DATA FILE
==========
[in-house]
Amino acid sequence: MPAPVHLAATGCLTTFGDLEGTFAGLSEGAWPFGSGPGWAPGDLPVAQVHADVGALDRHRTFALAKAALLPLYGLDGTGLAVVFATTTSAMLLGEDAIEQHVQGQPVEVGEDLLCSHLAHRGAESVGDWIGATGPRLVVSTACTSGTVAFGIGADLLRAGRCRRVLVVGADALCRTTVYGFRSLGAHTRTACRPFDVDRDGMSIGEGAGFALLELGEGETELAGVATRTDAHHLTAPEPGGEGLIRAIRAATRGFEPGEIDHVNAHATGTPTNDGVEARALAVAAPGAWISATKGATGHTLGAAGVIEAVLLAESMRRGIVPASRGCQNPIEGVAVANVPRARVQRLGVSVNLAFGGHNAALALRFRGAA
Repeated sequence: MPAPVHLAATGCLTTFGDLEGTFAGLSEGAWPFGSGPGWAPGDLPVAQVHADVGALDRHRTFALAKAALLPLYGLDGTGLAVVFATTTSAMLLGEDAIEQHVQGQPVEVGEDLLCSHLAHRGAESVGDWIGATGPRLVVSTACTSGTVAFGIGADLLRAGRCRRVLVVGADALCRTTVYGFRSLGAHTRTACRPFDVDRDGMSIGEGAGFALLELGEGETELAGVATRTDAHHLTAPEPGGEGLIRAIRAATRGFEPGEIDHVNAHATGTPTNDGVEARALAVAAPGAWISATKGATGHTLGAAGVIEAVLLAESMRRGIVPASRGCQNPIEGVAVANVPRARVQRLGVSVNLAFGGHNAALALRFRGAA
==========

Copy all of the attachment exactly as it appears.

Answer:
[in-house]
Amino acid sequence: MPAPVHLAATGCLTTFGDLEGTFAGLSEGAWPFGSGPGWAPGDLPVAQVHADVGALDRHRTFALAKAALLPLYGLDGTGLAVVFATTTSAMLLGEDAIEQHVQGQPVEVGEDLLCSHLAHRGAESVGDWIGATGPRLVVSTACTSGTVAFGIGADLLRAGRCRRVLVVGADALCRTTVYGFRSLGAHTRTACRPFDVDRDGMSIGEGAGFALLELGEGETELAGVATRTDAHHLTAPEPGGEGLIRAIRAATRGFEPGEIDHVNAHATGTPTNDGVEARALAVAAPGAWISATKGATGHTLGAAGVIEAVLLAESMRRGIVPASRGCQNPIEGVAVANVPRARVQRLGVSVNLAFGGHNAALALRFRGAA
Repeated sequence: MPAPVHLAATGCLTTFGDLEGTFAGLSEGAWPFGSGPGWAPGDLPVAQVHADVGALDRHRTFALAKAALLPLYGLDGTGLAVVFATTTSAMLLGEDAIEQHVQGQPVEVGEDLLCSHLAHRGAESVGDWIGATGPRLVVSTACTSGTVAFGIGADLLRAGRCRRVLVVGADALCRTTVYGFRSLGAHTRTACRPFDVDRDGMSIGEGAGFALLELGEGETELAGVATRTDAHHLTAPEPGGEGLIRAIRAATRGFEPGEIDHVNAHATGTPTNDGVEARALAVAAPGAWISATKGATGHTLGAAGVIEAVLLAESMRRGIVPASRGCQNPIEGVAVANVPRARVQRLGVSVNLAFGGHNAALALRFRGAA